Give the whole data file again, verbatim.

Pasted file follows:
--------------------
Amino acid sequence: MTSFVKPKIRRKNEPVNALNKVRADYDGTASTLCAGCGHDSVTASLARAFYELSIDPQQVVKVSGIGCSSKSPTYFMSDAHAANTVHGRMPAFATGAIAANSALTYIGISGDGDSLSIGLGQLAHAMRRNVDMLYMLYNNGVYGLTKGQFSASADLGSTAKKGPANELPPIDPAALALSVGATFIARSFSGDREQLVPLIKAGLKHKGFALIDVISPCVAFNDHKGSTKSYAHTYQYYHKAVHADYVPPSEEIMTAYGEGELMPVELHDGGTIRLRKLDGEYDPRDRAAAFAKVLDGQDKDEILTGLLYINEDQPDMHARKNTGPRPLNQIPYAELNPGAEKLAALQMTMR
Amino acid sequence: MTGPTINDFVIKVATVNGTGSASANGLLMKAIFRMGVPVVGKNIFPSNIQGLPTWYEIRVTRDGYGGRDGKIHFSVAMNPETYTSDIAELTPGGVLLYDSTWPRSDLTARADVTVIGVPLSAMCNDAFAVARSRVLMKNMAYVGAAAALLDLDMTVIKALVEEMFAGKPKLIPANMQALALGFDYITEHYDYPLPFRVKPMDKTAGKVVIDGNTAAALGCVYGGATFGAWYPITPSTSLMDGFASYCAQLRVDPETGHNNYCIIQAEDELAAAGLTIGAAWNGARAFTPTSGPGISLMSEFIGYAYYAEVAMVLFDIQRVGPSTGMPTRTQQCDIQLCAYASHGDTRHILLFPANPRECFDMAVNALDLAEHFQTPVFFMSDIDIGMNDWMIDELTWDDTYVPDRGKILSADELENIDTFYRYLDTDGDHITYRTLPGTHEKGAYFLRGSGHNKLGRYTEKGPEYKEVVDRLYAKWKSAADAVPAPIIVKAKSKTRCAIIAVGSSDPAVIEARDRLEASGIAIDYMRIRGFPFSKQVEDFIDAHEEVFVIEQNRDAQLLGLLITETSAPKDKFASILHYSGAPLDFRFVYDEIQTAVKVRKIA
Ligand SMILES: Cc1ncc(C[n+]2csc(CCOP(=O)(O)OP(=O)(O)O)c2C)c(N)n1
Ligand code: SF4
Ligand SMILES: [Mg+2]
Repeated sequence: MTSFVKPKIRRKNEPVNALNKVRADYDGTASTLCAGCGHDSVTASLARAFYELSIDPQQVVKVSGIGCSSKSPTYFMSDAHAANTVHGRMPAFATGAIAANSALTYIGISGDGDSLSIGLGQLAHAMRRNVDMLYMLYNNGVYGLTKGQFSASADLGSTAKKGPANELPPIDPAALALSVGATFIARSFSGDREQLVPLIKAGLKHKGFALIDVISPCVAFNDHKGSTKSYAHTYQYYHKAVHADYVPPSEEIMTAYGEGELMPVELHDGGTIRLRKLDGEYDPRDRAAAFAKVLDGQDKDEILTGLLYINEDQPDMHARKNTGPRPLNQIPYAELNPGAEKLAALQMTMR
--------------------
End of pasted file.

Amino acid sequence: MTSFVKPKIRRKNEPVNALNKVRADYDGTASTLCAGCGHDSVTASLARAFYELSIDPQQVVKVSGIGCSSKSPTYFMSDAHAANTVHGRMPAFATGAIAANSALTYIGISGDGDSLSIGLGQLAHAMRRNVDMLYMLYNNGVYGLTKGQFSASADLGSTAKKGPANELPPIDPAALALSVGATFIARSFSGDREQLVPLIKAGLKHKGFALIDVISPCVAFNDHKGSTKSYAHTYQYYHKAVHADYVPPSEEIMTAYGEGELMPVELHDGGTIRLRKLDGEYDPRDRAAAFAKVLDGQDKDEILTGLLYINEDQPDMHARKNTGPRPLNQIPYAELNPGAEKLAALQMTMR
Amino acid sequence: MTGPTINDFVIKVATVNGTGSASANGLLMKAIFRMGVPVVGKNIFPSNIQGLPTWYEIRVTRDGYGGRDGKIHFSVAMNPETYTSDIAELTPGGVLLYDSTWPRSDLTARADVTVIGVPLSAMCNDAFAVARSRVLMKNMAYVGAAAALLDLDMTVIKALVEEMFAGKPKLIPANMQALALGFDYITEHYDYPLPFRVKPMDKTAGKVVIDGNTAAALGCVYGGATFGAWYPITPSTSLMDGFASYCAQLRVDPETGHNNYCIIQAEDELAAAGLTIGAAWNGARAFTPTSGPGISLMSEFIGYAYYAEVAMVLFDIQRVGPSTGMPTRTQQCDIQLCAYASHGDTRHILLFPANPRECFDMAVNALDLAEHFQTPVFFMSDIDIGMNDWMIDELTWDDTYVPDRGKILSADELENIDTFYRYLDTDGDHITYRTLPGTHEKGAYFLRGSGHNKLGRYTEKGPEYKEVVDRLYAKWKSAADAVPAPIIVKAKSKTRCAIIAVGSSDPAVIEARDRLEASGIAIDYMRIRGFPFSKQVEDFIDAHEEVFVIEQNRDAQLLGLLITETSAPKDKFASILHYSGAPLDFRFVYDEIQTAVKVRKIA
Ligand SMILES: Cc1ncc(C[n+]2csc(CCOP(=O)(O)OP(=O)(O)O)c2C)c(N)n1
Ligand code: SF4
Ligand SMILES: [Mg+2]
Repeated sequence: MTSFVKPKIRRKNEPVNALNKVRADYDGTASTLCAGCGHDSVTASLARAFYELSIDPQQVVKVSGIGCSSKSPTYFMSDAHAANTVHGRMPAFATGAIAANSALTYIGISGDGDSLSIGLGQLAHAMRRNVDMLYMLYNNGVYGLTKGQFSASADLGSTAKKGPANELPPIDPAALALSVGATFIARSFSGDREQLVPLIKAGLKHKGFALIDVISPCVAFNDHKGSTKSYAHTYQYYHKAVHADYVPPSEEIMTAYGEGELMPVELHDGGTIRLRKLDGEYDPRDRAAAFAKVLDGQDKDEILTGLLYINEDQPDMHARKNTGPRPLNQIPYAELNPGAEKLAALQMTMR